One thing’s for sure, Mark Hicks is going to get around Richmond city centre a lot faster than he’s been able to recently.
For the last six months, Hicks – who has been totally blind for 15 years due to diabetes – has had to feel his way through the busy precinct armed only with his cane.
As of Friday, however, he was back on the trail, pounding the familiar path to the likes of his barber shop, bank or his parents’ home, all thanks to his new teammate and guide dog, Winston.
After Hick’s last guide dog, Leamy, passed away earlier this year, 17-month-old black Labrador Winston - who was born, bred and trained for the job by BC Guide Dogs’ in-house program - was “matched” for size and speed with his new owner in April.
Winston then went back to the charity to continue his intensive, 20-week (90 hours) of training before being reunited with 45-year-old Hicks three weeks ago to complete his graduation as a guide dog.
And it was on Friday, about five minutes before the pair met with the Richmond News, that they passed their final test, with flying colours, to officially become “Team Winston-Hicks.”
“Leamy was more casual, Winston really goes for it. He’s so keen,” beamed Hicks about his new companion and teammate.
“I’m getting (to places faster now), oh yes, absolutely. Being without the dog really takes away your independence. I’m pretty good with my cane, but it is tedious and very limiting.
“(The guide dog) gives you confidence to go wherever you want, not trudging along with your cane. You’re sort of hitting everything you want to avoid. But with your guide dog, you’re avoiding everything.
“Crossing (the road) with a cane, you have to make sure you’re not going too far to the left or right. With Winston, you tell him to go straight across and he’s straight across the road.”
On Friday, Hicks admitted to being nervous about the test, even though no one has apparently ever failed it.
The most important thing, added Nick Toni, one of the BC Guide Dogs mobility instructors who trained Winston, is “their safety. If something doesn’t go right, can they get out of it?”
Prior to the final test, Toni told how he and apprentice instructor Kelsi Manton talked Hicks through it while out walking with Winston, giving him pointers along the way.
“We also use smells and sounds for Mark to identify where he is on his route,” said Toni.
“And then, further along the line, we will drop back a bit and let them get on with it. Then Mark can relax a bit and let Winston do his work. They very much work as a team.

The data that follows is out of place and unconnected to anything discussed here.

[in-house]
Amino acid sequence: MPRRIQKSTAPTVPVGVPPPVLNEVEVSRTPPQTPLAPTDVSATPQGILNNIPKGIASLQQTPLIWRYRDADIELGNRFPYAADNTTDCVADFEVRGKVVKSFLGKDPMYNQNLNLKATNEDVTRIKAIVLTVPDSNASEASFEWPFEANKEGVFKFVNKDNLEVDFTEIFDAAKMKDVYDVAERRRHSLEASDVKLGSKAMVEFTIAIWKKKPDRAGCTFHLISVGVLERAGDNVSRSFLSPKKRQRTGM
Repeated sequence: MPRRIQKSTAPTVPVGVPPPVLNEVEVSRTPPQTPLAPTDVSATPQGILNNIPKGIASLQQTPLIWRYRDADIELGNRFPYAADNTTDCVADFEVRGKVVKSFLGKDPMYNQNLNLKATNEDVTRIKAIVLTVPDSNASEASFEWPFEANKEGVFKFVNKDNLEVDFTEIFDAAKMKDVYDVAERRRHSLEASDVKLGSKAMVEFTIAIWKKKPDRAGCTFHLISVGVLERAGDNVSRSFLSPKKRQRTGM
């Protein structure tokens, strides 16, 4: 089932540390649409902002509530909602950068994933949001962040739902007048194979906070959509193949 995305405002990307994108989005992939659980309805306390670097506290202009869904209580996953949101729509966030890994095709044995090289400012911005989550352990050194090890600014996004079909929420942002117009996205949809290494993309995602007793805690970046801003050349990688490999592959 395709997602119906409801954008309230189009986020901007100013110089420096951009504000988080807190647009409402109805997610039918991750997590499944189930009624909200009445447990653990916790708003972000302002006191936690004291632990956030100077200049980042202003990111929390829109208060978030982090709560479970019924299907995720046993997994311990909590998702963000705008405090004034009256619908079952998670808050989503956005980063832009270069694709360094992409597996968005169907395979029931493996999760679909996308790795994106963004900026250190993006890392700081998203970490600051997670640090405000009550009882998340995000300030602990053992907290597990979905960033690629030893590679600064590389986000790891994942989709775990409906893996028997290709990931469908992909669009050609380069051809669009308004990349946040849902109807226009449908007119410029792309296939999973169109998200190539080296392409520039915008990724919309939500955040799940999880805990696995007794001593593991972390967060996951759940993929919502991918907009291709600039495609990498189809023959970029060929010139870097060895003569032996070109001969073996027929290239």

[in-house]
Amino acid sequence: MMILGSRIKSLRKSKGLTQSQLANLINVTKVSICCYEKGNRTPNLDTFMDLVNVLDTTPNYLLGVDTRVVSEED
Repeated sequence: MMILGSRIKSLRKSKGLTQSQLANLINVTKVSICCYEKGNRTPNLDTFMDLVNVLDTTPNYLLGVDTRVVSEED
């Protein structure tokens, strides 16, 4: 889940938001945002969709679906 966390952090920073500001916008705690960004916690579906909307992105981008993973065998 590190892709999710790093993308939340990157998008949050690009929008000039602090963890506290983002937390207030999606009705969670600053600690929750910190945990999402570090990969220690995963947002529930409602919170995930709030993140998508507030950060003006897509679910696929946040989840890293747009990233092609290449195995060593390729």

“And Winston is very good at finding his objectives. We actually have to be very careful with him. He’s very switched on and we don’t use the word ‘find too much, otherwise he starts finding everything at the same time.”
Toni said it was clear at an early age that Winston was more than “good enough to be a guide dog." (Those pups deemed unsuitable get trained for other duties, such as for autism or PTSD purposes)
“Our dogs are very task-driven. Rather than a handler giving them a task, they have to take the initiative, so to speak, because their handlers are blind.
“(Winston) had to show he had the drive. We need a dog that’s prepared to step out ahead of the handler and make decisions. We teach it to negotiate around obstacles, such as sandwich boards and test their temperament. We don’t want dogs that are easily distracted.”
In case you were wondering, when guide dogs such as Winston aren’t working, they get to do all the fun things “unemployed” dogs do.
“When his harness comes off. He’s so playful and loving and he’s got toys he plays with. He’s a pet with rules. He still wants to have fun,” said Hicks.
“And he still gets to run free at off-leash parks, when I go with friends. He still gets to do dog things.”
The charity - which is funded solely through donations and doesn’t charge a cent to its handlers - estimates it costs about $35,000 to breed, raise, train and support a guide dog throughout its life, including taking care of any veterinary bills.
By the end of 2019, they are hoping to have graduated their 134th guide dog team, 59th autism support dog team and 50th PTSD service dog team. Hicks and Winston are team #132.
Last year, BC Guide Dogs graduated 28 dogs and next year, they’re aiming for 42 dogs from their three programs.
If you’d like to donate, go online to BCandAlbertaGuideDogs.com.